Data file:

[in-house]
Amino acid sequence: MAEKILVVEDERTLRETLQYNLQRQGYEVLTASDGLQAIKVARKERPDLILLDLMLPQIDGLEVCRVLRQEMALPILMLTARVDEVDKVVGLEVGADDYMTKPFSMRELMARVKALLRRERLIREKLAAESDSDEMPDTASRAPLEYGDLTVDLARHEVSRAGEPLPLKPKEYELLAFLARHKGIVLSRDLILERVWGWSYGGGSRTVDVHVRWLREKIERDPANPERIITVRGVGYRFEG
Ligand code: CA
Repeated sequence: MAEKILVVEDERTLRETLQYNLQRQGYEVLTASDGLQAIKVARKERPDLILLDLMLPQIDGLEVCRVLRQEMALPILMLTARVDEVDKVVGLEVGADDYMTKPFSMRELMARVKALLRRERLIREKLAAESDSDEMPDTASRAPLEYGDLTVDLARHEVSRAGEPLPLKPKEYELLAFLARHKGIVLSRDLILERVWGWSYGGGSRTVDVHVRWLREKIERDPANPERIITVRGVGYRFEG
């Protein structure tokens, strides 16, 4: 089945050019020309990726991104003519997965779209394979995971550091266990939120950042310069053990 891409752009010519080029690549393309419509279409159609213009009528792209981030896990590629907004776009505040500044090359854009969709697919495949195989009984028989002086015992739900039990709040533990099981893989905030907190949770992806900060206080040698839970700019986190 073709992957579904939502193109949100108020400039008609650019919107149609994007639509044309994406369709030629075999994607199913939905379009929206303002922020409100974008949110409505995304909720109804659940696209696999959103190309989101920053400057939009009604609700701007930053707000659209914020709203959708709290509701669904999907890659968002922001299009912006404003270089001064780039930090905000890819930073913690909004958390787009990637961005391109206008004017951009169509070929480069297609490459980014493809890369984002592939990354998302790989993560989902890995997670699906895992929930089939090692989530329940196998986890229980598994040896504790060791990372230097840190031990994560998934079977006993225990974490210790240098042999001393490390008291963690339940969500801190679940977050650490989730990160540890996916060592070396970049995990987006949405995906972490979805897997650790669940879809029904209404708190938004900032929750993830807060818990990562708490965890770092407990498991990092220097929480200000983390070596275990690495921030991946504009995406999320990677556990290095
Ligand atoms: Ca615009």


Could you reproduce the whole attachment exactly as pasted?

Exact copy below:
[in-house]
Amino acid sequence: MAEKILVVEDERTLRETLQYNLQRQGYEVLTASDGLQAIKVARKERPDLILLDLMLPQIDGLEVCRVLRQEMALPILMLTARVDEVDKVVGLEVGADDYMTKPFSMRELMARVKALLRRERLIREKLAAESDSDEMPDTASRAPLEYGDLTVDLARHEVSRAGEPLPLKPKEYELLAFLARHKGIVLSRDLILERVWGWSYGGGSRTVDVHVRWLREKIERDPANPERIITVRGVGYRFEG
Ligand code: CA
Repeated sequence: MAEKILVVEDERTLRETLQYNLQRQGYEVLTASDGLQAIKVARKERPDLILLDLMLPQIDGLEVCRVLRQEMALPILMLTARVDEVDKVVGLEVGADDYMTKPFSMRELMARVKALLRRERLIREKLAAESDSDEMPDTASRAPLEYGDLTVDLARHEVSRAGEPLPLKPKEYELLAFLARHKGIVLSRDLILERVWGWSYGGGSRTVDVHVRWLREKIERDPANPERIITVRGVGYRFEG
């Protein structure tokens, strides 16, 4: 089945050019020309990726991104003519997965779209394979995971550091266990939120950042310069053990 891409752009010519080029690549393309419509279409159609213009009528792209981030896990590629907004776009505040500044090359854009969709697919495949195989009984028989002086015992739900039990709040533990099981893989905030907190949770992806900060206080040698839970700019986190 073709992957579904939502193109949100108020400039008609650019919107149609994007639509044309994406369709030629075999994607199913939905379009929206303002922020409100974008949110409505995304909720109804659940696209696999959103190309989101920053400057939009009604609700701007930053707000659209914020709203959708709290509701669904999907890659968002922001299009912006404003270089001064780039930090905000890819930073913690909004958390787009990637961005391109206008004017951009169509070929480069297609490459980014493809890369984002592939990354998302790989993560989902890995997670699906895992929930089939090692989530329940196998986890229980598994040896504790060791990372230097840190031990994560998934079977006993225990974490210790240098042999001393490390008291963690339940969500801190679940977050650490989730990160540890996916060592070396970049995990987006949405995906972490979805897997650790669940879809029904209404708190938004900032929750993830807060818990990562708490965890770092407990498991990092220097929480200000983390070596275990690495921030991946504009995406999320990677556990290095
Ligand atoms: Ca615009």